Array index values are subtly asymmetric: An index of 1 represents the first element, 2 represents the second element, 3 the third, and so on. In order to refer to the last, or next to last, or any element relative to the final element, you apparently need to find out the length of the dimension.

In order to remedy this asymmetry, Yorick interprets numbers less than 1
relative to the final element of an array. Hence, `x(1)` and
`x(2)` are the first and second elements of `x`, while
`x(0)` and `x(-1)` are the last and next to last elements, and
so on.

With this convention for negative indices, many Yorick programs can be written without the need to determine the length of a dimension:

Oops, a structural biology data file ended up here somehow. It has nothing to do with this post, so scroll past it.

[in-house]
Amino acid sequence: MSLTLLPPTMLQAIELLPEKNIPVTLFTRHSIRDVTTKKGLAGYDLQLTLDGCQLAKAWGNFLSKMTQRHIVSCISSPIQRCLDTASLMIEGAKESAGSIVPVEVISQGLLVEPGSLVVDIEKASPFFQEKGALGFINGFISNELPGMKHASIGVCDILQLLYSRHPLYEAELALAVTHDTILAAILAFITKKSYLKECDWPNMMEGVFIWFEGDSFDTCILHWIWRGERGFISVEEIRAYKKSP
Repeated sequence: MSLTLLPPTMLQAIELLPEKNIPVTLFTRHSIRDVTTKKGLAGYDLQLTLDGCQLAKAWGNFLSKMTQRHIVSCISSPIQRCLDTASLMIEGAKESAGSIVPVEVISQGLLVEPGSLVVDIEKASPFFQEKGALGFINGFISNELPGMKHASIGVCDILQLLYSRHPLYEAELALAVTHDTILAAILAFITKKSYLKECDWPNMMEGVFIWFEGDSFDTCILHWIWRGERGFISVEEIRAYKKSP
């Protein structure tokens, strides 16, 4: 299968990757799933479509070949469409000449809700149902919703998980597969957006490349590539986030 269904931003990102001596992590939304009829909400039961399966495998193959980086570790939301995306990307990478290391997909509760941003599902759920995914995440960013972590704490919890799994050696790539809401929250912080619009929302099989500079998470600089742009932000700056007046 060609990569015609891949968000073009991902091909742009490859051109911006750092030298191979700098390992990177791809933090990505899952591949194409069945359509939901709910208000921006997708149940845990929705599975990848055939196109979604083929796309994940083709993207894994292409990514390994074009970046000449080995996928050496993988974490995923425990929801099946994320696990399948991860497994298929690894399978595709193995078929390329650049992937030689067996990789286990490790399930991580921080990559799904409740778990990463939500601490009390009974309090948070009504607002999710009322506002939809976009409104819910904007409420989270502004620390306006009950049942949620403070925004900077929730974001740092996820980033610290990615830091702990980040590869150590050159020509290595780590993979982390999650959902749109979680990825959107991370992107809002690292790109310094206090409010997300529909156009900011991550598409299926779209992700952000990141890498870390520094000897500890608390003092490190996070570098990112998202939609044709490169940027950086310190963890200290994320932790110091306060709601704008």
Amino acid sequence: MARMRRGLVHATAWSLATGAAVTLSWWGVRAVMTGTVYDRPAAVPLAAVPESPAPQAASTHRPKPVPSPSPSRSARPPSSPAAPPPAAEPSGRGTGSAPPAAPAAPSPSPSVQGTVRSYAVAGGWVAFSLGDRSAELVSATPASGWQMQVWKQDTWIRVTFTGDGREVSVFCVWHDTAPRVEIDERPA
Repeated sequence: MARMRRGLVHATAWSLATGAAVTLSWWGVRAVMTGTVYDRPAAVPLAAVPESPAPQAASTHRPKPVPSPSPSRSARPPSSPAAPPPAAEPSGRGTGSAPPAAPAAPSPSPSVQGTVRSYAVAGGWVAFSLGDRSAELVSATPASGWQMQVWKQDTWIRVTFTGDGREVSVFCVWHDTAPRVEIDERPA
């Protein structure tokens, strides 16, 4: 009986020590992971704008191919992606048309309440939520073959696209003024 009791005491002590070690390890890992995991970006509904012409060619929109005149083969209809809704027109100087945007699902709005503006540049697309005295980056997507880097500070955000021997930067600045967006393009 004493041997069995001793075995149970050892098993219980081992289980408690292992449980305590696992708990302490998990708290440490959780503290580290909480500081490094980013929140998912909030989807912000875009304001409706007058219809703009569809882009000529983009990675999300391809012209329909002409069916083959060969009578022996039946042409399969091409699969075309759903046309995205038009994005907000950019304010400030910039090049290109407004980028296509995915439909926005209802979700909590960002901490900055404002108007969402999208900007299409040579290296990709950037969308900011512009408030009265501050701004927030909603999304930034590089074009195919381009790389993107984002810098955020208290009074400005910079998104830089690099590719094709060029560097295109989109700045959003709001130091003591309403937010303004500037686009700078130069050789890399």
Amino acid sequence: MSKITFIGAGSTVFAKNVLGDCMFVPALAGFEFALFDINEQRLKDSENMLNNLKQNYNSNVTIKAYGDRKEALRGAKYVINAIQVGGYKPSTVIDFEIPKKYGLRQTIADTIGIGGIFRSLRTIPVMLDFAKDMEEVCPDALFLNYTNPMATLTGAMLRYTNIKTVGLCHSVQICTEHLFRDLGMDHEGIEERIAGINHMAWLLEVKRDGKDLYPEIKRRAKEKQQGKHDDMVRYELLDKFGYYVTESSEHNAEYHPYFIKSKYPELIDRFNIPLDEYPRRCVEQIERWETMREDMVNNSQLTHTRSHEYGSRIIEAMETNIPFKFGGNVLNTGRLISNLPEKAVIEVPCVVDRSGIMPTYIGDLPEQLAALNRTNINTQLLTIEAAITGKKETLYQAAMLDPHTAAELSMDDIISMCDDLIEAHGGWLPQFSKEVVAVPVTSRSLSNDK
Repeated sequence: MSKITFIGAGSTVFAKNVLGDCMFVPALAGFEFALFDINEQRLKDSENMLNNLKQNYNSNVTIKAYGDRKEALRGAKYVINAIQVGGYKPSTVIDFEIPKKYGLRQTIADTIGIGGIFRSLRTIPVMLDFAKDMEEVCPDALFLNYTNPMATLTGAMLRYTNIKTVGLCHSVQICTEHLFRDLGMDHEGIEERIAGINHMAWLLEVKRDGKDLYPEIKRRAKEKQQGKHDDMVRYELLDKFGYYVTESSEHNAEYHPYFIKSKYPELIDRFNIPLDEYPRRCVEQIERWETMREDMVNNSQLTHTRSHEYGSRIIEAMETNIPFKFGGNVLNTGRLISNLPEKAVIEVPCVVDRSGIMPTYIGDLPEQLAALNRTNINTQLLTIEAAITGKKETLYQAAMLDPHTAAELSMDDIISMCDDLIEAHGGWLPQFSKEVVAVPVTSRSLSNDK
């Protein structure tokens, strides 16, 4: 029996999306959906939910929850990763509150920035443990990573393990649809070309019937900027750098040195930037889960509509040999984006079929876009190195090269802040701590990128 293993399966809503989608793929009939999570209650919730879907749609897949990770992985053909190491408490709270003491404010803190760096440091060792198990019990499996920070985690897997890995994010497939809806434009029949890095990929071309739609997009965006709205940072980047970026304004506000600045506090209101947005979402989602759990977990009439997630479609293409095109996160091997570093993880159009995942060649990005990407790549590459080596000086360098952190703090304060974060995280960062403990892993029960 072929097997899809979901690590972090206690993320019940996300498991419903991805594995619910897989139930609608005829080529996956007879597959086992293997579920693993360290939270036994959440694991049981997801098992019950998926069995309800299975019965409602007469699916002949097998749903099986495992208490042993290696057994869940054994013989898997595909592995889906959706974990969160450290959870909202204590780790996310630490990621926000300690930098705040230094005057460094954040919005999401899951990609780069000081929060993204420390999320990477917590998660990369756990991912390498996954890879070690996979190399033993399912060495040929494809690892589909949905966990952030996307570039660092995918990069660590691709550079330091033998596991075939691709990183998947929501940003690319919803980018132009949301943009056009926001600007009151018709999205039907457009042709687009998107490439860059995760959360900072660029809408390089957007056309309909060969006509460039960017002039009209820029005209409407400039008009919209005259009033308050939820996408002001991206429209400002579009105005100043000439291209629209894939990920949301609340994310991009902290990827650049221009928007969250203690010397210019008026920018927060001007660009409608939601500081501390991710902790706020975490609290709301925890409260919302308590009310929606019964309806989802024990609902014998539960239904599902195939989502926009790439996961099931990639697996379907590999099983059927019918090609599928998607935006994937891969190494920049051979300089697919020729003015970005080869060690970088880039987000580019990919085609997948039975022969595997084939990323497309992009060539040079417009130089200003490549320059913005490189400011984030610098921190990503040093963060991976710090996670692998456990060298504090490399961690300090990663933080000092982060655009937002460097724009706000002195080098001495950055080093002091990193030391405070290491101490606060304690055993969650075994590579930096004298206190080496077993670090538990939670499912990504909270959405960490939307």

deriv = (f(3:0)-f(1:-2)) / (x(3:0)-x(1:-2)); |

computes a point-centered estimate of the derivative of a function
`f` with values known at points `x`. (A better way to compute
this derivative is to use the `pcen` and `dif` range functions
described below. See Rank preserving (finite difference) range functions.)

In this example, the extra effort required to compute the array length would be slight:

n = numberof(f); deriv = (f(3:n)-f(1:n-2)) / (x(3:n)-x(1:n-2)); |

However, using the negative index convention produces faster code, and generalizes to multi-dimensional cases in an obvious way.

The negative index convention works for scalar index values and for the start or stop field of an index range (as in the example). Dealing with negative indices in an index list would slow the code down too much, so the values in an index list may not be zero or negative.